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CHAPTER 1 - Combined Oral Contraceptives
What Are Combined Oral Contraceptives?
- Pills that contain low doses of 2 hormones—a progestin and an estrogen—like the natural hormones progesterone and estrogen in a woman’s body.
- Combined oral contraceptives (COCs) are also called “the Pill,” low-dose combined pills, OCPs, and OCs.
- Work primarily by preventing the release of eggs from the ovaries (ovulation).
Effectiveness depends on the user: Risk of pregnancy is greatest when a woman starts a new pill pack 3 or more days late, or misses 3 or more pills near the beginning or end of a pill pack.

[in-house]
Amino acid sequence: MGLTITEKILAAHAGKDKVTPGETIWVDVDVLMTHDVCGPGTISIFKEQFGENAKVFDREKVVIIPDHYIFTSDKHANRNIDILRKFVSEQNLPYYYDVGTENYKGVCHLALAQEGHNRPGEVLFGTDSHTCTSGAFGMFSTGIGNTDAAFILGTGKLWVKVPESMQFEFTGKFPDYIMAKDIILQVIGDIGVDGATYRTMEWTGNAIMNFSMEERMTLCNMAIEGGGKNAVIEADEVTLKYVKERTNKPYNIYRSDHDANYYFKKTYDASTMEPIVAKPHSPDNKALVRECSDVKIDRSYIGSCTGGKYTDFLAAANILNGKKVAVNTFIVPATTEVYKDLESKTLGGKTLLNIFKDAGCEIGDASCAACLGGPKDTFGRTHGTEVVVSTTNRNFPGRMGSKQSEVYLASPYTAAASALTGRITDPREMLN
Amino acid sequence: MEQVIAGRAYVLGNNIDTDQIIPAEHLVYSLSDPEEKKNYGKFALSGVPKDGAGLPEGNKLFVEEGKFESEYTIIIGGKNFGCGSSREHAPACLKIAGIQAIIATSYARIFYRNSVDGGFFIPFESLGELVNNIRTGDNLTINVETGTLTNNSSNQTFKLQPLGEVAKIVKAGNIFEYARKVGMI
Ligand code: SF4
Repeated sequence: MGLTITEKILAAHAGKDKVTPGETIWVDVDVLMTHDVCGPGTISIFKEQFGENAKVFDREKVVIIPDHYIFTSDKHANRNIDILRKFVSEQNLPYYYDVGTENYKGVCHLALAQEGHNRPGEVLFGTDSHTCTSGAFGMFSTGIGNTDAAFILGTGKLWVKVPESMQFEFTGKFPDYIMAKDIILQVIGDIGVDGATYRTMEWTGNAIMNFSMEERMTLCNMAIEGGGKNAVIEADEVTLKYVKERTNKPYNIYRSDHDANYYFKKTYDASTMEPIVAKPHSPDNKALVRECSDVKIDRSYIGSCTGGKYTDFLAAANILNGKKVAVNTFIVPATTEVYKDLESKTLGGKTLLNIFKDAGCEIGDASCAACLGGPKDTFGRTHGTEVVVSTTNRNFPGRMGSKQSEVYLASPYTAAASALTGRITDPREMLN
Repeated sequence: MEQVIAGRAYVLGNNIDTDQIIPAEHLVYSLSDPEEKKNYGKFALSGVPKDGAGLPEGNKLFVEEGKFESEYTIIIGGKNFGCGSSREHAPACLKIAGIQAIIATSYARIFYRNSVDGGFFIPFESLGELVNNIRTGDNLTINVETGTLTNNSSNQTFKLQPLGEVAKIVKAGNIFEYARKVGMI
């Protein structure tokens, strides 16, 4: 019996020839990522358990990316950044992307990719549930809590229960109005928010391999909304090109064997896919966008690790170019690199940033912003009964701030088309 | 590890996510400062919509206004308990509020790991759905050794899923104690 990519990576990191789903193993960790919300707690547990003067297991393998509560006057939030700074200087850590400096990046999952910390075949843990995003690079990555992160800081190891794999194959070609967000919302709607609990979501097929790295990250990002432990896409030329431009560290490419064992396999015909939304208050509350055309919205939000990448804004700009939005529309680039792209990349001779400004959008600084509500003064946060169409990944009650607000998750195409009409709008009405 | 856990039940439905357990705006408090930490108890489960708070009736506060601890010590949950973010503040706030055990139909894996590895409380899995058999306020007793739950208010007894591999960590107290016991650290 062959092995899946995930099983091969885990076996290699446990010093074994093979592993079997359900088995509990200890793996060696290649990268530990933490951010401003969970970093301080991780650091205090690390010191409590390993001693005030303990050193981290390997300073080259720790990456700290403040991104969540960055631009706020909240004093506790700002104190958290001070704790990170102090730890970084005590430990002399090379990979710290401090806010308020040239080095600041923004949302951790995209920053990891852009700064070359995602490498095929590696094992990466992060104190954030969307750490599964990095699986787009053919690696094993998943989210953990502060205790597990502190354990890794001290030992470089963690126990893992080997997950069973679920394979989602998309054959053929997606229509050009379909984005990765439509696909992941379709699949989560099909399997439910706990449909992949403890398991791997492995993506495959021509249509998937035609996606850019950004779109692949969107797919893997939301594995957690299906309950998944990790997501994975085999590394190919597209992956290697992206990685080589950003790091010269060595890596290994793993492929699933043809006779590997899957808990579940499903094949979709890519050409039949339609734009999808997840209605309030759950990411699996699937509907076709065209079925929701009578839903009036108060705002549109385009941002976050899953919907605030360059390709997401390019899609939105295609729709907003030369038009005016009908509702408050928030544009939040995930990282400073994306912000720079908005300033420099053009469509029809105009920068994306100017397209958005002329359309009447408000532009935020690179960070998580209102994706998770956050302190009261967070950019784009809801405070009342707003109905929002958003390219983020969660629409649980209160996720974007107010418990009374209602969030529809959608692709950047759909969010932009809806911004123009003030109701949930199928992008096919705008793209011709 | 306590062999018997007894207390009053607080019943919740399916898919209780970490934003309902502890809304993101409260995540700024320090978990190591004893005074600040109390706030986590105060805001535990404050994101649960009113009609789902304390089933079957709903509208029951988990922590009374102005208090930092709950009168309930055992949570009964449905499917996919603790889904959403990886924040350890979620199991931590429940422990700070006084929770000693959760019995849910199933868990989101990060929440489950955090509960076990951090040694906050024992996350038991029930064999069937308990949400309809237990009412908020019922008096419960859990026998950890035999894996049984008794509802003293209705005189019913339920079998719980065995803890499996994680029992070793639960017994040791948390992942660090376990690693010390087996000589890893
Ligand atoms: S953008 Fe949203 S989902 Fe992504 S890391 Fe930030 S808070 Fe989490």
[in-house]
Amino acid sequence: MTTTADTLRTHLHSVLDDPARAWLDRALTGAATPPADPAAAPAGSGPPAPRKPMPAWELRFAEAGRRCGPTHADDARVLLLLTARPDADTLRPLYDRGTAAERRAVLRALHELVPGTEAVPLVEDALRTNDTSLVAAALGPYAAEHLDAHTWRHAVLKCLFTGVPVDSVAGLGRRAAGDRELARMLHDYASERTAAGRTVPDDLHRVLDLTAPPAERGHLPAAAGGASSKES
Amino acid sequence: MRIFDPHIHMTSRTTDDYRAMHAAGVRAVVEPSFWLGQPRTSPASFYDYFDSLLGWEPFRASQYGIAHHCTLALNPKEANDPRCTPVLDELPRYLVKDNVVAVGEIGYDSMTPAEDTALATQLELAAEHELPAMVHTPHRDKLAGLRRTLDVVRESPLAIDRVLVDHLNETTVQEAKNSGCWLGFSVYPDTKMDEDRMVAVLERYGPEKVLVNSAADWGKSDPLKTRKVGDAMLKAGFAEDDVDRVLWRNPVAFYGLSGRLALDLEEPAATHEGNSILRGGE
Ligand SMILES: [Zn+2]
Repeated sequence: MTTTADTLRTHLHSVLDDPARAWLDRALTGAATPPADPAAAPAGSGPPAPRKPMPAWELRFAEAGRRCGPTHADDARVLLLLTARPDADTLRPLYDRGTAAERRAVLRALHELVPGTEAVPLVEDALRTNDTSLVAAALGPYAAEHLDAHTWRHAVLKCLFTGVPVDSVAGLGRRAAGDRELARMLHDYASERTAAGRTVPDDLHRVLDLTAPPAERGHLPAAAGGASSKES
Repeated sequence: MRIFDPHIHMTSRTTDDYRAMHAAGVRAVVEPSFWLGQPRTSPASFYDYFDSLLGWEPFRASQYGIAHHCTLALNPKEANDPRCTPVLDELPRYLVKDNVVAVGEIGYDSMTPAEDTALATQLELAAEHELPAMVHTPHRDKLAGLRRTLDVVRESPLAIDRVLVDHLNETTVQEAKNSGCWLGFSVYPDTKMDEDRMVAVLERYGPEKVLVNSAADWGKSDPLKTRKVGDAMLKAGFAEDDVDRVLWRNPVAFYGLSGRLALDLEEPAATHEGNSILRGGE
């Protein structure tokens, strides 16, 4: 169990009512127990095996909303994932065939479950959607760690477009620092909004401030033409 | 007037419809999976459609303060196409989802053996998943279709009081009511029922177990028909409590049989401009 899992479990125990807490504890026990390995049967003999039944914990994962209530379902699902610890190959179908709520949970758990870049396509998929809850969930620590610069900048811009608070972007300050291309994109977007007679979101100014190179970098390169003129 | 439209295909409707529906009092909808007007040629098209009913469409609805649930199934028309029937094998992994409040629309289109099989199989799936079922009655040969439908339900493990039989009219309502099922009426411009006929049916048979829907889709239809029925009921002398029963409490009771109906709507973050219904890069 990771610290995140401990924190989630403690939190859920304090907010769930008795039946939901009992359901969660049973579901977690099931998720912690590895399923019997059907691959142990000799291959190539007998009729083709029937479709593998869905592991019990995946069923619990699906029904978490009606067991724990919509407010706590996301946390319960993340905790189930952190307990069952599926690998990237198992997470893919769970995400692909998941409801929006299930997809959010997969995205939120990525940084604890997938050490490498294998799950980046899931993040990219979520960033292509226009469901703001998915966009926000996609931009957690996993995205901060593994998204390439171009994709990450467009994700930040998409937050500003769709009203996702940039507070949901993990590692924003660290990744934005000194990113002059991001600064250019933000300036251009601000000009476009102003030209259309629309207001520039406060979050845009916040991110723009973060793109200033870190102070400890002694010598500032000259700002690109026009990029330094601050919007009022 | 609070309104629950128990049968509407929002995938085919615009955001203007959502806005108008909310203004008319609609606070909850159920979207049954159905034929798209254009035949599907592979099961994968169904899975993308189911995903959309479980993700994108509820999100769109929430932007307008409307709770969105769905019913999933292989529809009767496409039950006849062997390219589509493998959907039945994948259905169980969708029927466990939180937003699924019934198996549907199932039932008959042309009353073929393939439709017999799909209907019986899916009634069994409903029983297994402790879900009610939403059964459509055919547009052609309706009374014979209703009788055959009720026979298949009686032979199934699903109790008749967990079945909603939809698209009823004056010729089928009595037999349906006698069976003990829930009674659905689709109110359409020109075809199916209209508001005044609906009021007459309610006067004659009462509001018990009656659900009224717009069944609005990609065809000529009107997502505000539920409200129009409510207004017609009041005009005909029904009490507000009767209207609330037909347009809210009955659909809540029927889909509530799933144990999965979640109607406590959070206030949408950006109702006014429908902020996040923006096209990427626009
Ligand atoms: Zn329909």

- As commonly used, about 7 pregnancies per 100 women using COCs over the first year. This means that 93 of every 100 women using COCs will not become pregnant.
- When no pill-taking mistakes are made, less than 1 pregnancy per 100 women using COCs over the first year (3 per 1,000 women).
Return of fertility after COCs are stopped: No delay
Protection against sexually transmitted infections (STIs): None